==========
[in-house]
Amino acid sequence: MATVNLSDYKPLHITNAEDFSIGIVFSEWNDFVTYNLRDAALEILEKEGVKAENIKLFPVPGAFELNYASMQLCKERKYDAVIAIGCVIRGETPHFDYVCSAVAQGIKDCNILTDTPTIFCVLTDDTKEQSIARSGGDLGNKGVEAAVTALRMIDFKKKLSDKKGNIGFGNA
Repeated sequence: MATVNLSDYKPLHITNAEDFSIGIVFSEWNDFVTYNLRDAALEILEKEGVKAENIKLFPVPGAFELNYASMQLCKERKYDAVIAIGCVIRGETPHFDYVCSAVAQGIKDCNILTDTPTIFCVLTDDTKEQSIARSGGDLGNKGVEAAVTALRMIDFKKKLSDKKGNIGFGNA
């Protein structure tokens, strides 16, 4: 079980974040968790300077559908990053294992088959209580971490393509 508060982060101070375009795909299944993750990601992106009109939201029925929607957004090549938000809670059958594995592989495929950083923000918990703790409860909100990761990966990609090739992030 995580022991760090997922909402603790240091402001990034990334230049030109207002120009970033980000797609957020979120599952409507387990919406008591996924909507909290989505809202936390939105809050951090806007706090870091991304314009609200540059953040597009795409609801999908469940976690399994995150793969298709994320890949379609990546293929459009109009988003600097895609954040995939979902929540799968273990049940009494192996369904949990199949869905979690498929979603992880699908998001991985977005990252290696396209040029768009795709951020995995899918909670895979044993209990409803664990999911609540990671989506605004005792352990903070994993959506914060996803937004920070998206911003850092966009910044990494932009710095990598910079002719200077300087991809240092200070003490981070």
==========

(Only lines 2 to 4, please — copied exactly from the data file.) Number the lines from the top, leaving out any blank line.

Amino acid sequence: MATVNLSDYKPLHITNAEDFSIGIVFSEWNDFVTYNLRDAALEILEKEGVKAENIKLFPVPGAFELNYASMQLCKERKYDAVIAIGCVIRGETPHFDYVCSAVAQGIKDCNILTDTPTIFCVLTDDTKEQSIARSGGDLGNKGVEAAVTALRMIDFKKKLSDKKGNIGFGNA
Repeated sequence: MATVNLSDYKPLHITNAEDFSIGIVFSEWNDFVTYNLRDAALEILEKEGVKAENIKLFPVPGAFELNYASMQLCKERKYDAVIAIGCVIRGETPHFDYVCSAVAQGIKDCNILTDTPTIFCVLTDDTKEQSIARSGGDLGNKGVEAAVTALRMIDFKKKLSDKKGNIGFGNA
């Protein structure tokens, strides 16, 4: 079980974040968790300077559908990053294992088959209580971490393509 508060982060101070375009795909299944993750990601992106009109939201029925929607957004090549938000809670059958594995592989495929950083923000918990703790409860909100990761990966990609090739992030 995580022991760090997922909402603790240091402001990034990334230049030109207002120009970033980000797609957020979120599952409507387990919406008591996924909507909290989505809202936390939105809050951090806007706090870091991304314009609200540059953040597009795409609801999908469940976690399994995150793969298709994320890949379609990546293929459009109009988003600097895609954040995939979902929540799968273990049940009494192996369904949990199949869905979690498929979603992880699908998001991985977005990252290696396209040029768009795709951020995995899918909670895979044993209990409803664990999911609540990671989506605004005792352990903070994993959506914060996803937004920070998206911003850092966009910044990494932009710095990598910079002719200077300087991809240092200070003490981070």